Navigating Drug Shortages
The information in this post is accurate to Canada as of September 9, 2019. The situation may have changed by the time this article is published. To check drug shortage situations in Canada, you can use Drug Shortages Canada. To check shortage information in the United States, the FDA publicizes this information.
Drug shortages can be not just frustrating, but extremely problematic for patients. I know drug manufacturing and the whole supply chain is still a business, but it is one with incredibly high stakes that lead to a lot of uncertainty for the people who depend on those drugs to stay healthy, safe, and/or comfortable.
Experiencing a drug shortage firsthand
When I submitted my refill request for Qvar and two other long-term medications on Friday, I—of course—figured I’d go to the pharmacy in a day or two and pick up my medications as usual. That’s how things are supposed to work. If there’s an issue, my pharmacy will call me. I received no such phone call Friday or Saturday, so on Sunday, I went to the pharmacy to pick up my prescription.
Not this time.
They are out of Qvar
“The Qvar is on backorder until the 13th,” the random pharmacy woman told me, after finally pulling herself from a conversation about their usual stores with the other random pharmacy woman I’d never seen before behind the counter.
“Will they call me when it comes in?” I asked, mentally trying to calculate an incalculable number of puffs remaining in my Qvar, given the inhaler has no counter.
Random pharmacy woman said something along the lines of she "doesn’t usually work here." I tried to gain some cred—and more accurately, some information—and said, “Well, they know me pretty well here.”
Not that this differentiated me from anybody else or give me frequent pharmacy patron miles, or anything.
Like many with a data-enabled phone in their hand, I opened up Chrome as I left the pharmacy:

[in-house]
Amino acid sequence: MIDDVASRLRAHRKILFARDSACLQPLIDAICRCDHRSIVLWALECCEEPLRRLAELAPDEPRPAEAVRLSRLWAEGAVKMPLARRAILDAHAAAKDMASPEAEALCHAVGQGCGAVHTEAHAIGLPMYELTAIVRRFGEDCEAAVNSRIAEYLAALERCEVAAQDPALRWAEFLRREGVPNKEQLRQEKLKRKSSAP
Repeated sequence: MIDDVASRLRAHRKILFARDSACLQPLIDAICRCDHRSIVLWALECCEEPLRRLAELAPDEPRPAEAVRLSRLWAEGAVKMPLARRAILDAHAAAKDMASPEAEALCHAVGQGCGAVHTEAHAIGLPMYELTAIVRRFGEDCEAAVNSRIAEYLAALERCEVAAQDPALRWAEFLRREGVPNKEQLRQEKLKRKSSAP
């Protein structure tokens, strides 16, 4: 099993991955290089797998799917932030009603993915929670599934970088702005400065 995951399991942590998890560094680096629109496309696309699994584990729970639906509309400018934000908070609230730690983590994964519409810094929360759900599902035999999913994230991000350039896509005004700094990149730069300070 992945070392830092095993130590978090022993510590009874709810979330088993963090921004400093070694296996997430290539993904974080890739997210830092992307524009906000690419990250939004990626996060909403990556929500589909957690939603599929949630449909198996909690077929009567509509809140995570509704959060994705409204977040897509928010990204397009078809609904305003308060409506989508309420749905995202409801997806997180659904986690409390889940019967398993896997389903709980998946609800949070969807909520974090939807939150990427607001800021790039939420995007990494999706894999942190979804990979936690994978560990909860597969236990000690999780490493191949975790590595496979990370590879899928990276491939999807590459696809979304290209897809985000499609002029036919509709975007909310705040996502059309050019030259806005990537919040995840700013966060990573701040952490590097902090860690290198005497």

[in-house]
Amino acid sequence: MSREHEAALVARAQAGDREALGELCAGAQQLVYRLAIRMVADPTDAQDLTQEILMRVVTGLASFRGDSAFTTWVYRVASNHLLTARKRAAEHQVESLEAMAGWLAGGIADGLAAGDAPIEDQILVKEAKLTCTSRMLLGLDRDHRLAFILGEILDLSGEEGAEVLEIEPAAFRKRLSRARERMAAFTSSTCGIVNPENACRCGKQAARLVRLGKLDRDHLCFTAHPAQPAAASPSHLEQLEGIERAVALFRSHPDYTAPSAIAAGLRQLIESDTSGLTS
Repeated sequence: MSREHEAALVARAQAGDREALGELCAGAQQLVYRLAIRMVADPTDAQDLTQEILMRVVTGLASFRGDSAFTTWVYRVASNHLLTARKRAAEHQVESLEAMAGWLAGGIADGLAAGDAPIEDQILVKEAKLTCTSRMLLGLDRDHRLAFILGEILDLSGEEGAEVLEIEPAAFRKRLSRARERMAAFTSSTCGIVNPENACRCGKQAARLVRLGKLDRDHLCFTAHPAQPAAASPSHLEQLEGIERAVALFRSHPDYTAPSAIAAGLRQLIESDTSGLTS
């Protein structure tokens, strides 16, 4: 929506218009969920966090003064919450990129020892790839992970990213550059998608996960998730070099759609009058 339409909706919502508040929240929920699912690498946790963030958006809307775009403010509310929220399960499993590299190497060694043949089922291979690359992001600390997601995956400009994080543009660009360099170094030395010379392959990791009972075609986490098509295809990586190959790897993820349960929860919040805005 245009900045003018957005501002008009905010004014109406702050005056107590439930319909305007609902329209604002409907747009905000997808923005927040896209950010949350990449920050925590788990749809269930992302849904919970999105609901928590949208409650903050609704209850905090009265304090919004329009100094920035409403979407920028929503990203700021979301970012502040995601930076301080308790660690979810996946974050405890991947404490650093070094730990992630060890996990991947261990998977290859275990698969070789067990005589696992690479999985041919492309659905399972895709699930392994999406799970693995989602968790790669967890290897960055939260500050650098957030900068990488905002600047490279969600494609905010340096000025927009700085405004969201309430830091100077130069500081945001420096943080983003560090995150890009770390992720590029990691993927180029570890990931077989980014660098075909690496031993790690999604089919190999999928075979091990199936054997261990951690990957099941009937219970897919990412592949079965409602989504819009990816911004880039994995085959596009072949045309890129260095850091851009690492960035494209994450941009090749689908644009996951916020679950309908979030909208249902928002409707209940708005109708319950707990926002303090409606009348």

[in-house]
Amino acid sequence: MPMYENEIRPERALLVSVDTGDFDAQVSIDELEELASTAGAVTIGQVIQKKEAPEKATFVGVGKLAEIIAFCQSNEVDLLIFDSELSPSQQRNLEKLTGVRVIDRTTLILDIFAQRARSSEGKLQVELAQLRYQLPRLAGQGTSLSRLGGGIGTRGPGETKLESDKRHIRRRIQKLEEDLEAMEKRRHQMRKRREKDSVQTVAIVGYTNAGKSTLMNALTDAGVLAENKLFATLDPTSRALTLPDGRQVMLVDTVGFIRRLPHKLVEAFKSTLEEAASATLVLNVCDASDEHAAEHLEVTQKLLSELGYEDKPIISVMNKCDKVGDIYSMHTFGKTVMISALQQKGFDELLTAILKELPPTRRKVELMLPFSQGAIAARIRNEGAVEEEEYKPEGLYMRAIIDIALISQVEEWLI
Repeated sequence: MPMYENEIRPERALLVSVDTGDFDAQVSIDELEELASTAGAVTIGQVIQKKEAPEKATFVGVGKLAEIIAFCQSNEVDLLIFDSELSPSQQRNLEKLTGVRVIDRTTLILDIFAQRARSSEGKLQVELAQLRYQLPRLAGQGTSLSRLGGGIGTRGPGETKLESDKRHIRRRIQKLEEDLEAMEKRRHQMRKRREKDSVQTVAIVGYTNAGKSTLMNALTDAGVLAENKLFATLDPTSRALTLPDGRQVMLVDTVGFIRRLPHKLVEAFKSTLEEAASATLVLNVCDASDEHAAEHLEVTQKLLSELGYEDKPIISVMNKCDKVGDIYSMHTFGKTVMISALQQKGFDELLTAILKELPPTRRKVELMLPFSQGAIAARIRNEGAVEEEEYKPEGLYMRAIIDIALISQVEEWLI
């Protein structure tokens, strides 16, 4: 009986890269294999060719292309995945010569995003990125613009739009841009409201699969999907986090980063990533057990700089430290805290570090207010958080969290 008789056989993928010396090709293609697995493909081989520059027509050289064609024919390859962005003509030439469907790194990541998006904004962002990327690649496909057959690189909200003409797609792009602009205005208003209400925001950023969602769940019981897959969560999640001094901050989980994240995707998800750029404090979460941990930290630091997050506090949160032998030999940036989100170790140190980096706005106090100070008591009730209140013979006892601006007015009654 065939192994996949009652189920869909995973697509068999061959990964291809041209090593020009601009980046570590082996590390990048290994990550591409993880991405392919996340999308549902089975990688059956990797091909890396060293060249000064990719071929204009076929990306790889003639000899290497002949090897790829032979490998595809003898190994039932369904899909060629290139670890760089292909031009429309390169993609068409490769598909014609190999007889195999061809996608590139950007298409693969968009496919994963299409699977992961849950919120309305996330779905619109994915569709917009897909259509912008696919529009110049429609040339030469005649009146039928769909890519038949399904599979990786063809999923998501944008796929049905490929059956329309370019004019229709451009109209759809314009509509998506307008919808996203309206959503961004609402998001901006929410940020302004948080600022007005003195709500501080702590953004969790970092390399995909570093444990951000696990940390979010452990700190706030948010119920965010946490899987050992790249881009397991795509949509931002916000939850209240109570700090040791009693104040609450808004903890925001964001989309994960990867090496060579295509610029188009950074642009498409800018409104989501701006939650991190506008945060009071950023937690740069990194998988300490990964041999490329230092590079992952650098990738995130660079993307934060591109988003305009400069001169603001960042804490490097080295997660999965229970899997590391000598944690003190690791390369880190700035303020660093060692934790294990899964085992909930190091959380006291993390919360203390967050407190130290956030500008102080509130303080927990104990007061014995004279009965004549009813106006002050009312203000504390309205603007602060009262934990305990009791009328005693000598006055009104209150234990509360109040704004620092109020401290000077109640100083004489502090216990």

- 12:03 PM - I last refilled my Qvar in July. I was eligible for a refill August 21.
- 12:07 PM - First visit to DrugShortages.Ca - Reports for Qvar - while getting a ride to the campaign office.
Result: Actual shortage as of June 24, 2019. Estimated end date: August 19, 2019 (as of August 14) updated from September 15 (as of June 29th).
- 12:30 PM - Google: "Qvar shortage", find little information.
Finding a solution
I was at a standstill for Sunday. But Monday, I got on the phone, first calling the Costco pharmacy to confirm this was indeed a widespread shortage. It was. I asked the helpful pharmacist if they had the 50 mcg in stock. They did.
I then called my pharmacy, and an awesome young pharmacist picked up (thank goodness). I explained the conundrum and told him I didn’t trust the drug would be available when they said it would. He agreed.
I asked if we could swap me over to the 50 mcg Qvar temporarily, doubling my dose. He also agreed. He said he would order it in, and he’d call my doctor just to let them know what was going on. I picked up my prescription on Wednesday: two Qvar inhalers to equate the one I’d usually get, instructions complete with a note to switch back to the 100 mcg when available.
As I am sure you all know by now, I need answers to stuff. Once I figured out the manufacturer of Qvar in Canada is no longer the one listed on the boxes (well, it is, but under a different name), I tracked down the “new” company. I sent them an e-mail on Monday, September 9th, asking for comment on the disruption to the supply. As of October 4, 2019, they still have not replied.
This is basically what I expected from pharma, and I’ll update here if I hear from them.
More drug shortages to come?
The staff member I picked my Qvar up from stated there’d been more and more drug shortages as of late. It's true: Canadian pharmacists have reported drug shortages have increased in the country in the last 3-5 years.1 I’ve also heard hints that there are more to come.
In the last 3 years, a quarter of Canadians or someone they know has experienced a drug shortage that directly impacts them.2 According to the Toronto Star, “Of the roughly 7,000 prescription drug products available in Canada, over 1,800 are shorted.”3
In an upcoming article, I’ll look into the reasons for why, exactly, these drug shortages happen—leaving patients and pharmacists in the lurch.
Have you ever experienced a drug you need being unavailable? What did you do?
Do you get muscle cramps caused by your asthma medicine?